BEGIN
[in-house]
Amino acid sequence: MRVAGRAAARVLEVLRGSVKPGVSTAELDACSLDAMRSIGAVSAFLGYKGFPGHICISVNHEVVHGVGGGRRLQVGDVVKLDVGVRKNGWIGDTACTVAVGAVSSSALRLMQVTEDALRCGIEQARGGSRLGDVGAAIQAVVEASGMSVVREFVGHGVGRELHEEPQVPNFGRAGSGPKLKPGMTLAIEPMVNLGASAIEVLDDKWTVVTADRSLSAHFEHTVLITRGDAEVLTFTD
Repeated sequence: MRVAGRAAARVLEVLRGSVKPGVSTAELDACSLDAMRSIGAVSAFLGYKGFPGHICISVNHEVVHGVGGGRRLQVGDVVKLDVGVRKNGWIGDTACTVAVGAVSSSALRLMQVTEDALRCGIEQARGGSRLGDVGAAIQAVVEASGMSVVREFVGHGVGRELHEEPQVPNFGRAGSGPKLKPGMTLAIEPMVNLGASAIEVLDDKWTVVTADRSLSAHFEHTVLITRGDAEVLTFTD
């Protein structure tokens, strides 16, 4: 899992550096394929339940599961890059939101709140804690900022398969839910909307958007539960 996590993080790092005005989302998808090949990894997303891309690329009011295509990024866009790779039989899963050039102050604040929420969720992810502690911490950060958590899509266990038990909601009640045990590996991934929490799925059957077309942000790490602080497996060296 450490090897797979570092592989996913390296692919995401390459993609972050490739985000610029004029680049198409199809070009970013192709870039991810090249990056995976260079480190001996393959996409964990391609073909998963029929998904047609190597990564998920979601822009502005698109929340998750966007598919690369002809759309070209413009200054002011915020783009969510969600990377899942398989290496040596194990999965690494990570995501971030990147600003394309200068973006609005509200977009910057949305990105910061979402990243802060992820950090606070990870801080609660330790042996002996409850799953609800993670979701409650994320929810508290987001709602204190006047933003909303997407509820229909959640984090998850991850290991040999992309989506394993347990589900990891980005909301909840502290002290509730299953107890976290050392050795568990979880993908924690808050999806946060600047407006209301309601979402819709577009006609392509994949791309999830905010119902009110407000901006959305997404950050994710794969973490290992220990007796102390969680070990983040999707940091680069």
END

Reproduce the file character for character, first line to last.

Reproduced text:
[in-house]
Amino acid sequence: MRVAGRAAARVLEVLRGSVKPGVSTAELDACSLDAMRSIGAVSAFLGYKGFPGHICISVNHEVVHGVGGGRRLQVGDVVKLDVGVRKNGWIGDTACTVAVGAVSSSALRLMQVTEDALRCGIEQARGGSRLGDVGAAIQAVVEASGMSVVREFVGHGVGRELHEEPQVPNFGRAGSGPKLKPGMTLAIEPMVNLGASAIEVLDDKWTVVTADRSLSAHFEHTVLITRGDAEVLTFTD
Repeated sequence: MRVAGRAAARVLEVLRGSVKPGVSTAELDACSLDAMRSIGAVSAFLGYKGFPGHICISVNHEVVHGVGGGRRLQVGDVVKLDVGVRKNGWIGDTACTVAVGAVSSSALRLMQVTEDALRCGIEQARGGSRLGDVGAAIQAVVEASGMSVVREFVGHGVGRELHEEPQVPNFGRAGSGPKLKPGMTLAIEPMVNLGASAIEVLDDKWTVVTADRSLSAHFEHTVLITRGDAEVLTFTD
């Protein structure tokens, strides 16, 4: 899992550096394929339940599961890059939101709140804690900022398969839910909307958007539960 996590993080790092005005989302998808090949990894997303891309690329009011295509990024866009790779039989899963050039102050604040929420969720992810502690911490950060958590899509266990038990909601009640045990590996991934929490799925059957077309942000790490602080497996060296 450490090897797979570092592989996913390296692919995401390459993609972050490739985000610029004029680049198409199809070009970013192709870039991810090249990056995976260079480190001996393959996409964990391609073909998963029929998904047609190597990564998920979601822009502005698109929340998750966007598919690369002809759309070209413009200054002011915020783009969510969600990377899942398989290496040596194990999965690494990570995501971030990147600003394309200068973006609005509200977009910057949305990105910061979402990243802060992820950090606070990870801080609660330790042996002996409850799953609800993670979701409650994320929810508290987001709602204190006047933003909303997407509820229909959640984090998850991850290991040999992309989506394993347990589900990891980005909301909840502290002290509730299953107890976290050392050795568990979880993908924690808050999806946060600047407006209301309601979402819709577009006609392509994949791309999830905010119902009110407000901006959305997404950050994710794969973490290992220990007796102390969680070990983040999707940091680069």